TOC page here.
Diana is eating lunch with Tommy Clyburne, part of the business association whose district covers the homeless shelter. He’s explained to her why they’ve never been able to get rid of the shelter. Here, he’s explained what happened after they stopped paying their mortgage:
Diana’s hand reached out, flipped the napkin off her plate. “Forgive me for being less than totally convinced that all the people in your organization are quite so charitable.”
Clyburne chuckled. “Indeed. Look at that district: Ralph McGill up to North Avenue, Peachtree over east to Piedmont and beyond. Twenty thousand taxpaying citizens could be living there; plus medical offices for the hospital. Run a shuttle to connect to Civic Center MARTA, express buses down Courtland and up Piedmont all the way from Memorial to Tenth. Even the more libertarian among my partners will readily acknowledge that whatever it takes to relocate the shelter will be returned many times over. Truly, though, the consensus is that helping them is a moral imperative and not merely a financial one.”
She took from the plate the roll she’d carefully bisected, then replaced the napkin. “Okay, so I’m Maxine Lee and I’m a truly passionate advocate for the homeless: why won’t I take you up on the offer to relocate? Assuming it really is a good offer.”
“Oh, it was. Politics, is your answer. Like many people, she let her personal politics get in the way of what’s right. My libertarian colleagues often underpay their employees, offering bottom dollar because they believe in a perfect world where everything and everyone has a price. In my company, we pay above-market salaries and provide excellent benefits, because it encourages loyalty and reduces turnoved, and this leads to stability and increased profits. It’s the same thing as your husband’s company.”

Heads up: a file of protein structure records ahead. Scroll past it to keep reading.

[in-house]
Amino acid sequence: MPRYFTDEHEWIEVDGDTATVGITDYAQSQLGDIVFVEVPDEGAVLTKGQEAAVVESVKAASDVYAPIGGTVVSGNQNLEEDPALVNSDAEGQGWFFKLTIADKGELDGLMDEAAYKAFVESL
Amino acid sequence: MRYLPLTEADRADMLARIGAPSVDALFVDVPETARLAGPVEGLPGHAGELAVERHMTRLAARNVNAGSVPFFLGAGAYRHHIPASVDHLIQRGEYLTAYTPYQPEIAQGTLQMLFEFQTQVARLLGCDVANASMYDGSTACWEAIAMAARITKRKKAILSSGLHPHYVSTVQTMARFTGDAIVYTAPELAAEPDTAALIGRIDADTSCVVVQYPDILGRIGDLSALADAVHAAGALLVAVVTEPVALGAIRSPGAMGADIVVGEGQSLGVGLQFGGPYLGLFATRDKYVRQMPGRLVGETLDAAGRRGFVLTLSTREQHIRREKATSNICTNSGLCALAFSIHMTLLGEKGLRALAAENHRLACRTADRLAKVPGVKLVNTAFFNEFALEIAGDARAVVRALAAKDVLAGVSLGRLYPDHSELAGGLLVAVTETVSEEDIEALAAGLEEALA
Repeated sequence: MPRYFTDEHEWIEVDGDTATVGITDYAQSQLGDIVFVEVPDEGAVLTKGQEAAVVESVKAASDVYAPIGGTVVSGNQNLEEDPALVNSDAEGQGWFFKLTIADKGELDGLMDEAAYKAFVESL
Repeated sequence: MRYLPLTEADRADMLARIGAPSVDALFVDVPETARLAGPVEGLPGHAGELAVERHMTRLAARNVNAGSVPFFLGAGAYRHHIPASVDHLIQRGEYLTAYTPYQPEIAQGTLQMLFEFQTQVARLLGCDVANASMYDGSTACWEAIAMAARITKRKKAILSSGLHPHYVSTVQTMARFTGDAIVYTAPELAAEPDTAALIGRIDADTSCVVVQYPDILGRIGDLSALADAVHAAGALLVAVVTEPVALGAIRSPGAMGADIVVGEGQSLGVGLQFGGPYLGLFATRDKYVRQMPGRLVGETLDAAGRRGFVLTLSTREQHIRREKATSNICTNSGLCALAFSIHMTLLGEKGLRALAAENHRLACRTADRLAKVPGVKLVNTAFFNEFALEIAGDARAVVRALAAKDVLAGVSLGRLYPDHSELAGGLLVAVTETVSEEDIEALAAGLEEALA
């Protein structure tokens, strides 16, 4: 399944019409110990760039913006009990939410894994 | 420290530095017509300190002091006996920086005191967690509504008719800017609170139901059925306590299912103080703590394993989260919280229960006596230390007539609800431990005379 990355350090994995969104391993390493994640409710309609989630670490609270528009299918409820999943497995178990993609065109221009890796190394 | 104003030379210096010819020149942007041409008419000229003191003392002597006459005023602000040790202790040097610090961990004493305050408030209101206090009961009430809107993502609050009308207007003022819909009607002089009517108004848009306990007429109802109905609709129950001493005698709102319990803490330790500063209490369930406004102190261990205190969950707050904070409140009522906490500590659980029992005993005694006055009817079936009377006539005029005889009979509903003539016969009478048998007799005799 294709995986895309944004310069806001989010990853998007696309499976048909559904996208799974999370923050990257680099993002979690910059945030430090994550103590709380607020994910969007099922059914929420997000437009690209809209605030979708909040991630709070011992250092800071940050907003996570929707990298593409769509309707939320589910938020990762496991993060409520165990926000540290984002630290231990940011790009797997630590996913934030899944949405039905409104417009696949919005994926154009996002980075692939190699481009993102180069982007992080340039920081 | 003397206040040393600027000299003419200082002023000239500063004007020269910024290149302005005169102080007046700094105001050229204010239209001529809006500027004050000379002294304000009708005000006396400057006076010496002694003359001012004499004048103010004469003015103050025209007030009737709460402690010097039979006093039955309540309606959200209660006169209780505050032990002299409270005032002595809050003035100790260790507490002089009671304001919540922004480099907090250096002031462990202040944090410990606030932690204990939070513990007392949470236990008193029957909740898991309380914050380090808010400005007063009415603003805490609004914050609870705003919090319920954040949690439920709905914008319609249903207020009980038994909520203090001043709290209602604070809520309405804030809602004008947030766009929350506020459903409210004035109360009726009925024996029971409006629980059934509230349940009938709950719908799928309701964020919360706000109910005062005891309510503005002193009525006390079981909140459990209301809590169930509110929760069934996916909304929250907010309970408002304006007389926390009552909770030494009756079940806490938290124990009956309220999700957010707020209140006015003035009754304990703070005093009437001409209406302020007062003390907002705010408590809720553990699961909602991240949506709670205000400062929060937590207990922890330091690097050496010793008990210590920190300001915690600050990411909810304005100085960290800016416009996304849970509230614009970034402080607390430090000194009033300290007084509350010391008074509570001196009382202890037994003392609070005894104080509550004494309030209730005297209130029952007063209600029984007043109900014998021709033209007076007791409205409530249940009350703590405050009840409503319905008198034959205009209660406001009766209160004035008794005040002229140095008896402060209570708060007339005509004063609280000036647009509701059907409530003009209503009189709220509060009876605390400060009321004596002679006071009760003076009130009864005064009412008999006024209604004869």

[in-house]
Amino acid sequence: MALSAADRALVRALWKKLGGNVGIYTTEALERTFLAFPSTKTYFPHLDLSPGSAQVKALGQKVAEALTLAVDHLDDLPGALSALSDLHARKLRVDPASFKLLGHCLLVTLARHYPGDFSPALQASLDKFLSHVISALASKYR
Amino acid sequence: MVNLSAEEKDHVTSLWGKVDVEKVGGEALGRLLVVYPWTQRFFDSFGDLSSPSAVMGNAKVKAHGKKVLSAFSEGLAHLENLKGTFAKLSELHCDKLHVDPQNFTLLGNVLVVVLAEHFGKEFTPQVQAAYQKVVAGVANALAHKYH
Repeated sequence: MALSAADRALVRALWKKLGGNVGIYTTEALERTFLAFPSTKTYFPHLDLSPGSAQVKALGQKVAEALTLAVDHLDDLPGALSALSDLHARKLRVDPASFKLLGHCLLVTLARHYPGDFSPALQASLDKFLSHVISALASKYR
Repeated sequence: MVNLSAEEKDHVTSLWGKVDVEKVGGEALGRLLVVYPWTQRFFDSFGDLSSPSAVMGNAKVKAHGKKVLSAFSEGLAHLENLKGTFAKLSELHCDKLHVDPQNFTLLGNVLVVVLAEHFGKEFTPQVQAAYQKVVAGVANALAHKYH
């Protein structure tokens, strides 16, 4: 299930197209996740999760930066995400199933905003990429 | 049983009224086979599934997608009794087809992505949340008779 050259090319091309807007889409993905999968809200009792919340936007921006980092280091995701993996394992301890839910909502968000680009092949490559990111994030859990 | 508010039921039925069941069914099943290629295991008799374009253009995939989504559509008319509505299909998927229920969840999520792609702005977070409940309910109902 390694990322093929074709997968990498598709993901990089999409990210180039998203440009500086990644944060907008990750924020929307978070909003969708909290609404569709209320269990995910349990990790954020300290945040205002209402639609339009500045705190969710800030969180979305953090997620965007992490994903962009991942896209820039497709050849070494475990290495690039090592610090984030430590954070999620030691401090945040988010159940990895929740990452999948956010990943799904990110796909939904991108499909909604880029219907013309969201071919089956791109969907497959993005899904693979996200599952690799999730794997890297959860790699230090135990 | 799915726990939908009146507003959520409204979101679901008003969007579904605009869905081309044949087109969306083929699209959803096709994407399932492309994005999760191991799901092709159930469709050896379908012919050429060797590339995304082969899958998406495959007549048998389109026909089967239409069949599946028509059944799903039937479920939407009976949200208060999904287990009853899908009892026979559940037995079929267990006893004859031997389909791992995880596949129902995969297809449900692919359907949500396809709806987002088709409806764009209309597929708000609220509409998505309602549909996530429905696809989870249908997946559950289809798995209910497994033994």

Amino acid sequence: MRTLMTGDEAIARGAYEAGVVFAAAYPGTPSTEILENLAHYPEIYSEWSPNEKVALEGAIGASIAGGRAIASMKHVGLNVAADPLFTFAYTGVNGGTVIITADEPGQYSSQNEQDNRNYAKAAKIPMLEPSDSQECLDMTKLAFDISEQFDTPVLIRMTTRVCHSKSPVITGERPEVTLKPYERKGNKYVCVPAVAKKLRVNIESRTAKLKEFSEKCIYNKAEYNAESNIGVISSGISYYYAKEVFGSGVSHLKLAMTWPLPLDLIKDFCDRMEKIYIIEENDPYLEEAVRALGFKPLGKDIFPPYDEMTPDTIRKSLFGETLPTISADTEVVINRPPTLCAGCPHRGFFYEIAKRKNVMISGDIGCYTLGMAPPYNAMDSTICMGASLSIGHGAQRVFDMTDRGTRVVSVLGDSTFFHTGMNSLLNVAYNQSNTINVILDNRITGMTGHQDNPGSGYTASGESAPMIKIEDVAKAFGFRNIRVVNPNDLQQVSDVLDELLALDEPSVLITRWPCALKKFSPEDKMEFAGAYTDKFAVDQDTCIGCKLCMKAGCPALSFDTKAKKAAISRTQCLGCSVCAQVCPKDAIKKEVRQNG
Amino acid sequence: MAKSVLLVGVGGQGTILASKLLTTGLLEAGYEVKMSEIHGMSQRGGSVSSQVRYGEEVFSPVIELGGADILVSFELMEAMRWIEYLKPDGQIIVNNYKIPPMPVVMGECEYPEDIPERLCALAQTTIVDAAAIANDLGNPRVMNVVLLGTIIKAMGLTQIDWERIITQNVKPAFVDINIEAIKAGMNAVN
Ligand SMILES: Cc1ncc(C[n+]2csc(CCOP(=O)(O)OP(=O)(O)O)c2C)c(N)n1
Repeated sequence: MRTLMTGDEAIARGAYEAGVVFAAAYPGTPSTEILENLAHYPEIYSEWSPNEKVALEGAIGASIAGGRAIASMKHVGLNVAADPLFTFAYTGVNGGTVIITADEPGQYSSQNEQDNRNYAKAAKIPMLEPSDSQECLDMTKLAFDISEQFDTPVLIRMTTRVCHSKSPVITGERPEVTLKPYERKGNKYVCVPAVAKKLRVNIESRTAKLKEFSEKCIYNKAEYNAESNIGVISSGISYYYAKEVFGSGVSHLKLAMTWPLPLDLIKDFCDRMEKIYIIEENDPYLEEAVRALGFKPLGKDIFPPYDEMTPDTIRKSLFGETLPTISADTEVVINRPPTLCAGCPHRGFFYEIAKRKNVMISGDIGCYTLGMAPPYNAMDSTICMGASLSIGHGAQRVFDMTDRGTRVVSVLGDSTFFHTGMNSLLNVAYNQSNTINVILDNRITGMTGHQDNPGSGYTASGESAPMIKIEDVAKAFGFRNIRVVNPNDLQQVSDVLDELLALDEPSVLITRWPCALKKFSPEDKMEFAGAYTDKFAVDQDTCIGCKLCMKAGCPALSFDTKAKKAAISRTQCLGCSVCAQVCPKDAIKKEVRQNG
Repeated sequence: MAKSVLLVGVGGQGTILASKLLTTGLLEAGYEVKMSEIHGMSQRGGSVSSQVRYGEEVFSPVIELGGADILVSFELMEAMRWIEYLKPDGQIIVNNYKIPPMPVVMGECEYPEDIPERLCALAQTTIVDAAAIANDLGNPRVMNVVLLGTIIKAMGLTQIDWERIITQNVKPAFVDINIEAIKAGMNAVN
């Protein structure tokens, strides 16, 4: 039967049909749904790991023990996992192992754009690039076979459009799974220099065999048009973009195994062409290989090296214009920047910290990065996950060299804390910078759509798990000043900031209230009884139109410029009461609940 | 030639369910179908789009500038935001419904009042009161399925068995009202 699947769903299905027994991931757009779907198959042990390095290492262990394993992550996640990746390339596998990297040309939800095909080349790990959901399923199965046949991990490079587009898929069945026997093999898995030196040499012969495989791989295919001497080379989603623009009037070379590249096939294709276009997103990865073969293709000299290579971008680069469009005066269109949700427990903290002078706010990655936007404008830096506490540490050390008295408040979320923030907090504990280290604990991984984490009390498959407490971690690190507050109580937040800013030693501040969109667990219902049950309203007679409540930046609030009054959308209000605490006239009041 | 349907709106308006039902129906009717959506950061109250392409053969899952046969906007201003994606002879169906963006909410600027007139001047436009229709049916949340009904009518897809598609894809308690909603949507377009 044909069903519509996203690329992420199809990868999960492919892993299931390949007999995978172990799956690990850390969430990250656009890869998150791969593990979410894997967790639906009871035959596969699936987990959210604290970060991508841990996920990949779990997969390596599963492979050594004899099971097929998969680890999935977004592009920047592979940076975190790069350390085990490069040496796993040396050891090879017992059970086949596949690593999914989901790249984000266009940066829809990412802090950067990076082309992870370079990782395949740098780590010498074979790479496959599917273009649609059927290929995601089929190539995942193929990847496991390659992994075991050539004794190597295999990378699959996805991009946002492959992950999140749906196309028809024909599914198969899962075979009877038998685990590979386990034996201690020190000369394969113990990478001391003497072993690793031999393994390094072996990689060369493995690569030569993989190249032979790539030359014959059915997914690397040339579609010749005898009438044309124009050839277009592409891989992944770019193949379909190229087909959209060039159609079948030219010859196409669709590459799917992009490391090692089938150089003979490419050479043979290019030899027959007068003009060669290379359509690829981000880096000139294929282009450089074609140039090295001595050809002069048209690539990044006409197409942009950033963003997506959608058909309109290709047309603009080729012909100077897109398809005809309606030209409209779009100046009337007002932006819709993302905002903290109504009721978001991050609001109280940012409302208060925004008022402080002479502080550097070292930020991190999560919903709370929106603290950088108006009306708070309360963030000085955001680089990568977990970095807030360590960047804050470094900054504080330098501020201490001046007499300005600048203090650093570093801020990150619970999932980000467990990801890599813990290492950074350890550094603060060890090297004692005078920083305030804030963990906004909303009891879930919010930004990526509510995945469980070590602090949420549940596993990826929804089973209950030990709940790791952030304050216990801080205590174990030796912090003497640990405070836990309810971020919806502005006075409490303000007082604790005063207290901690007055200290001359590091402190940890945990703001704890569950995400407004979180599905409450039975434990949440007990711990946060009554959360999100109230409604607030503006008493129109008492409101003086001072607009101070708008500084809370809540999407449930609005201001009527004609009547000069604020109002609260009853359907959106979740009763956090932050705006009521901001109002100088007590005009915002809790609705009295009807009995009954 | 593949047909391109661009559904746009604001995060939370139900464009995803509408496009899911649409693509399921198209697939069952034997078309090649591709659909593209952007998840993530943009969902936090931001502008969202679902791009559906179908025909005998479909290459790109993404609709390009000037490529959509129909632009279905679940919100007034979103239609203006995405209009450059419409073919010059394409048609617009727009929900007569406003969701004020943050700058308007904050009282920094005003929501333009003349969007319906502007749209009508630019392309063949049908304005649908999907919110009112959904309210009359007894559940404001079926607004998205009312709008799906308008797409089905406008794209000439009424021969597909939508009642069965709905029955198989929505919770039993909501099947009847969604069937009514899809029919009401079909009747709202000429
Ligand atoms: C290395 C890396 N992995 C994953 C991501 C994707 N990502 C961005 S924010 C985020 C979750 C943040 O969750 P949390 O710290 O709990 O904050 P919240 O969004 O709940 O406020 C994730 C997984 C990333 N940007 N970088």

“Ex-husband,” said Diana around a mouthful of roll.
“Sorry. But he overpays people for the same reason. He’s a hell of a businessman.”
“Can’t argue with you there.”
“The ones who underpay? Some of them are always complaining about their turnover and how disruptive it is to their business. But they won’t put two and two together and spend money to make money. The politics of paying low wages is too dear to them. Maxine Lee? Same story.
“She was a libertarian? Oh, never mind. So sleep deprived.”
“Well, that might have been interesting. She was an anarchist. Well maybe that’s not quite the right word. You see, it was… emotionally important to her that all the doctors and developers and yuppies had to deal with a huge crowd of stinky, obnoxious homeless people right up in their faces. And I’m not calling them that, like many people I know would. Some of those homeless folks are lazy drunks, but most of them drew a bad hand at birth, or picked the wrong cards when they were young and dumb. I mean, one of the reasons why Peachtree-Pine underserves its clients is that the lack of hygiene and good manners was a big old middle finger to the rest of us. She’d go on about how we can’t just forget the poor or push them aside.”
“She’s right. Philosophically, at least. But I get it: she wasn’t willing to give in, because she enjoyed making y’all squirm.”
“And that caused—still causes—homeless people to suffer.”
Much of this is infodump, the management of which I covered in the last post. The key feature of this peace is that it’s a long discussion about how personal ideals get in the way of good business practices. Keep that in mind as the narrative unspools.